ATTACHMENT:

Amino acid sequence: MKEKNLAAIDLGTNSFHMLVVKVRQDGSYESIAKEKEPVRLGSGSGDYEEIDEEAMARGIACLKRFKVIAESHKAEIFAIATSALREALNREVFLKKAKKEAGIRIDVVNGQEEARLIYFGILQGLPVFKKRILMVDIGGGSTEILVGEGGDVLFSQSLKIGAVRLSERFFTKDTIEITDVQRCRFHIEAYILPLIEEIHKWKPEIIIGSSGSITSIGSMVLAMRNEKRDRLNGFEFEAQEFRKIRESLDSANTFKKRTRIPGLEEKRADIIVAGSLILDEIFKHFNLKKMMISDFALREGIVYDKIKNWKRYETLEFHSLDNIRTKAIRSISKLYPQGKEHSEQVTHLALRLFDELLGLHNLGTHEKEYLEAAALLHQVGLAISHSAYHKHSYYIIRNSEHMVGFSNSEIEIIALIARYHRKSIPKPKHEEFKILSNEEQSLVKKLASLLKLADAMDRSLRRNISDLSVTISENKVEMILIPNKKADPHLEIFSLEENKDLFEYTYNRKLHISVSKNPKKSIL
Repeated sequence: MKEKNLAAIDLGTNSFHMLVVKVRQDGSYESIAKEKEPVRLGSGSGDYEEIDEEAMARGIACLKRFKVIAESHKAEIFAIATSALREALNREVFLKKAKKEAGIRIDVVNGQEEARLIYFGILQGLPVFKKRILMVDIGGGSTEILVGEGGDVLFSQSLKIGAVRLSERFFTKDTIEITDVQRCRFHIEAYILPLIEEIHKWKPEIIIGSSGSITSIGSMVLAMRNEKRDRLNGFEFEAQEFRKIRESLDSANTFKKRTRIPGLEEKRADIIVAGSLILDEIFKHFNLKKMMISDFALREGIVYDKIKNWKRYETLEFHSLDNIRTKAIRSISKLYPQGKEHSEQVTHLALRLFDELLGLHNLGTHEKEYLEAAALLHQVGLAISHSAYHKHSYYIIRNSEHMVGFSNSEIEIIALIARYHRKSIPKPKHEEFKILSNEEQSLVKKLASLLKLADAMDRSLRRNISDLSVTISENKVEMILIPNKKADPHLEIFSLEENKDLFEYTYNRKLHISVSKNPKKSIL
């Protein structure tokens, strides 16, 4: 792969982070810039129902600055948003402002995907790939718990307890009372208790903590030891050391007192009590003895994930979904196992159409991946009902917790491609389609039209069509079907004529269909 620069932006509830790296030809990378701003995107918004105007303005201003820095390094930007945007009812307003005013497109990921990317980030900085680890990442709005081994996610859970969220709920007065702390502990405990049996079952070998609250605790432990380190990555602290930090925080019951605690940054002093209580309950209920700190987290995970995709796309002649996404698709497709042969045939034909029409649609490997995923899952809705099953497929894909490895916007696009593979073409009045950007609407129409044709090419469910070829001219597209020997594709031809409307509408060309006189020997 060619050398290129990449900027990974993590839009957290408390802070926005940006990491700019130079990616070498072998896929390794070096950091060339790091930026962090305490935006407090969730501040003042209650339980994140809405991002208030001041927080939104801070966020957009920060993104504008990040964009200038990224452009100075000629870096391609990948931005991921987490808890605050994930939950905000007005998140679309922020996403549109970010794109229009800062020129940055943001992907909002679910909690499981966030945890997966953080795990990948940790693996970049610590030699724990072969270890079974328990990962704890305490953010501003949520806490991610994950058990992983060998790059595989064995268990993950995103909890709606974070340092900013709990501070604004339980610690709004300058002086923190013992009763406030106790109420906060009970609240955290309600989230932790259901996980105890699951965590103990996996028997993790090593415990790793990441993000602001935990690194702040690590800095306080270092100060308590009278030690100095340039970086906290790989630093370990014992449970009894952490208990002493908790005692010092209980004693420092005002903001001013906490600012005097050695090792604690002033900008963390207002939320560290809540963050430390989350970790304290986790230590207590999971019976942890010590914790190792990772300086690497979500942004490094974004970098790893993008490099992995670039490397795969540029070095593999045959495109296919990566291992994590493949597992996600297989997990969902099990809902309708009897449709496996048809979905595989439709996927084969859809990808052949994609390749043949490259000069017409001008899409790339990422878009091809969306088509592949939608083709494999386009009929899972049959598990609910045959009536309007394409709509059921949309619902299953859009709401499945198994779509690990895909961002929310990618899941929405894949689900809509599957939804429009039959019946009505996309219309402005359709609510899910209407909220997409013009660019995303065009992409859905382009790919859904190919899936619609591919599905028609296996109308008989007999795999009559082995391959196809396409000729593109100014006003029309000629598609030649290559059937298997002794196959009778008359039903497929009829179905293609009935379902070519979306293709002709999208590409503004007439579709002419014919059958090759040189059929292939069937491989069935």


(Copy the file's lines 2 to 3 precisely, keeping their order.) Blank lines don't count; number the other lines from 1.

Repeated sequence: MKEKNLAAIDLGTNSFHMLVVKVRQDGSYESIAKEKEPVRLGSGSGDYEEIDEEAMARGIACLKRFKVIAESHKAEIFAIATSALREALNREVFLKKAKKEAGIRIDVVNGQEEARLIYFGILQGLPVFKKRILMVDIGGGSTEILVGEGGDVLFSQSLKIGAVRLSERFFTKDTIEITDVQRCRFHIEAYILPLIEEIHKWKPEIIIGSSGSITSIGSMVLAMRNEKRDRLNGFEFEAQEFRKIRESLDSANTFKKRTRIPGLEEKRADIIVAGSLILDEIFKHFNLKKMMISDFALREGIVYDKIKNWKRYETLEFHSLDNIRTKAIRSISKLYPQGKEHSEQVTHLALRLFDELLGLHNLGTHEKEYLEAAALLHQVGLAISHSAYHKHSYYIIRNSEHMVGFSNSEIEIIALIARYHRKSIPKPKHEEFKILSNEEQSLVKKLASLLKLADAMDRSLRRNISDLSVTISENKVEMILIPNKKADPHLEIFSLEENKDLFEYTYNRKLHISVSKNPKKSIL
């Protein structure tokens, strides 16, 4: 792969982070810039129902600055948003402002995907790939718990307890009372208790903590030891050391007192009590003895994930979904196992159409991946009902917790491609389609039209069509079907004529269909 620069932006509830790296030809990378701003995107918004105007303005201003820095390094930007945007009812307003005013497109990921990317980030900085680890990442709005081994996610859970969220709920007065702390502990405990049996079952070998609250605790432990380190990555602290930090925080019951605690940054002093209580309950209920700190987290995970995709796309002649996404698709497709042969045939034909029409649609490997995923899952809705099953497929894909490895916007696009593979073409009045950007609407129409044709090419469910070829001219597209020997594709031809409307509408060309006189020997 060619050398290129990449900027990974993590839009957290408390802070926005940006990491700019130079990616070498072998896929390794070096950091060339790091930026962090305490935006407090969730501040003042209650339980994140809405991002208030001041927080939104801070966020957009920060993104504008990040964009200038990224452009100075000629870096391609990948931005991921987490808890605050994930939950905000007005998140679309922020996403549109970010794109229009800062020129940055943001992907909002679910909690499981966030945890997966953080795990990948940790693996970049610590030699724990072969270890079974328990990962704890305490953010501003949520806490991610994950058990992983060998790059595989064995268990993950995103909890709606974070340092900013709990501070604004339980610690709004300058002086923190013992009763406030106790109420906060009970609240955290309600989230932790259901996980105890699951965590103990996996028997993790090593415990790793990441993000602001935990690194702040690590800095306080270092100060308590009278030690100095340039970086906290790989630093370990014992449970009894952490208990002493908790005692010092209980004693420092005002903001001013906490600012005097050695090792604690002033900008963390207002939320560290809540963050430390989350970790304290986790230590207590999971019976942890010590914790190792990772300086690497979500942004490094974004970098790893993008490099992995670039490397795969540029070095593999045959495109296919990566291992994590493949597992996600297989997990969902099990809902309708009897449709496996048809979905595989439709996927084969859809990808052949994609390749043949490259000069017409001008899409790339990422878009091809969306088509592949939608083709494999386009009929899972049959598990609910045959009536309007394409709509059921949309619902299953859009709401499945198994779509690990895909961002929310990618899941929405894949689900809509599957939804429009039959019946009505996309219309402005359709609510899910209407909220997409013009660019995303065009992409859905382009790919859904190919899936619609591919599905028609296996109308008989007999795999009559082995391959196809396409000729593109100014006003029309000629598609030649290559059937298997002794196959009778008359039903497929009829179905293609009935379902070519979306293709002709999208590409503004007439579709002419014919059958090759040189059929292939069937491989069935």